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New Evidence for the Life of an Etruscan Soldier

A scholar of classical art and archaeology will talk about what the helmets of Etruscan soldiers may reveal about their lives and culture.

Dr. Hilary Becker, from Binghamton University in New York, will give a lecture on “The Etruscan Helmets from Vetulonia: New Evidence for the Life of an Etruscan Soldier.”

"Greek and Roman sources help us to visualize Etruscan armies fighting against the Romans, but since no Etruscan literary testimony or histories has survived, little is known about the Etruscan military. A group of approximately 125 bronze helmets of Negau type was buried in a votive deposit outside of the city wall of Vetulonia in the 5th century B.C. This unique deposit makes it possible to learn about dedicatory practices, the expectation for the soldiers purchasing arms, and even what do with one’s armor in the off-season.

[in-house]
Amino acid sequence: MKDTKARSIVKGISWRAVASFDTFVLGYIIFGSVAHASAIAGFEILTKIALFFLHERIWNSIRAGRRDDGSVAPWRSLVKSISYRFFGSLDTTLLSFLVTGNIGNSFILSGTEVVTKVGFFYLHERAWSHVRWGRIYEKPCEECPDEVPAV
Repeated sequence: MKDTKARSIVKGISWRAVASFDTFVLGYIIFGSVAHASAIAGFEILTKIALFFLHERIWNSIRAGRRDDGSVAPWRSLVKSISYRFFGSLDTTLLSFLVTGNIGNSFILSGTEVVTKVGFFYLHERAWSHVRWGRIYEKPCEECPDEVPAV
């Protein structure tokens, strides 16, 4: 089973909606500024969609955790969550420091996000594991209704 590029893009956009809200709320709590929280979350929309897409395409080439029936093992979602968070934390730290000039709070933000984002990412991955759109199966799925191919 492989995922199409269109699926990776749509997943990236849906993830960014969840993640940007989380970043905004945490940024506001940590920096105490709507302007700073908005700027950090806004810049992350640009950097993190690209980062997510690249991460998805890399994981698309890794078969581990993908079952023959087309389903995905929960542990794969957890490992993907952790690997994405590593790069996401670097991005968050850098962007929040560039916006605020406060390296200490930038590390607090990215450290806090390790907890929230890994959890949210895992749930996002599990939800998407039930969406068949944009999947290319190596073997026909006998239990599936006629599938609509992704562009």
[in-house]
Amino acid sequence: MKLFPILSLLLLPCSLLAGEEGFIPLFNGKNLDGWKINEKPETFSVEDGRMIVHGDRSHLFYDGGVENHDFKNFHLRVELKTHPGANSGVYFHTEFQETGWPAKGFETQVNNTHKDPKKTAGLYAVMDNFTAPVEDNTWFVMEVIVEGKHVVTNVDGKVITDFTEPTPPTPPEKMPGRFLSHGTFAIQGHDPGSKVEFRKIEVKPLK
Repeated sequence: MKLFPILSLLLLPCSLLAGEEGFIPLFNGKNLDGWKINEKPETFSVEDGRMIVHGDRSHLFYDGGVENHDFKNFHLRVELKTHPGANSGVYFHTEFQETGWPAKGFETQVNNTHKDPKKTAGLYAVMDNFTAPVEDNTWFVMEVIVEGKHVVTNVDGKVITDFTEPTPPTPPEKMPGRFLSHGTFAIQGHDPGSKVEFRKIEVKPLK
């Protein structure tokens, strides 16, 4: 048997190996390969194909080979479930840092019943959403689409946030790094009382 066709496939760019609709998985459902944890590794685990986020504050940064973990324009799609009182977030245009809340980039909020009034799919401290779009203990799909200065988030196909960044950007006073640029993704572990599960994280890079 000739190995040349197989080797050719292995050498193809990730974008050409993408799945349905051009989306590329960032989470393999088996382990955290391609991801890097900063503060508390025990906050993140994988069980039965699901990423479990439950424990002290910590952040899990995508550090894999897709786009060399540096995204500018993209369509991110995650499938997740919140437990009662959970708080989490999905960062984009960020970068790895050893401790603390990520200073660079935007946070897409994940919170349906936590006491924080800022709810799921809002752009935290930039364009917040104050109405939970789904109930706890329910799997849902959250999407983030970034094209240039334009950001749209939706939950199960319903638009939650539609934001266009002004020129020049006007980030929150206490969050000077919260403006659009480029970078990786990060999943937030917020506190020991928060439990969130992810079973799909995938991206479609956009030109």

"We will start by considering the implications of dedicating helmets to the gods. The Etruscans gave gifts to the gods but how often was this a practice with their armor? Further, would an Etruscan soldier be more likely to dedicate his armor to the gods or take it with him to his tomb? Many of the helmets from Vetulonia have inscriptions, which will be examined for what they can tell us about both Etruscan society and the Etruscan army."

Dr. Becker is an assistant professor of classics. She has published articles dealing with Etruscan economy and settlement patterns and co-edited "Votives, Places and Rituals in Etruscan Religion." She is writing a book about the trade in Roman pigments, an investigation that started with her research on the only surviving pigment shop from ancient Rome.


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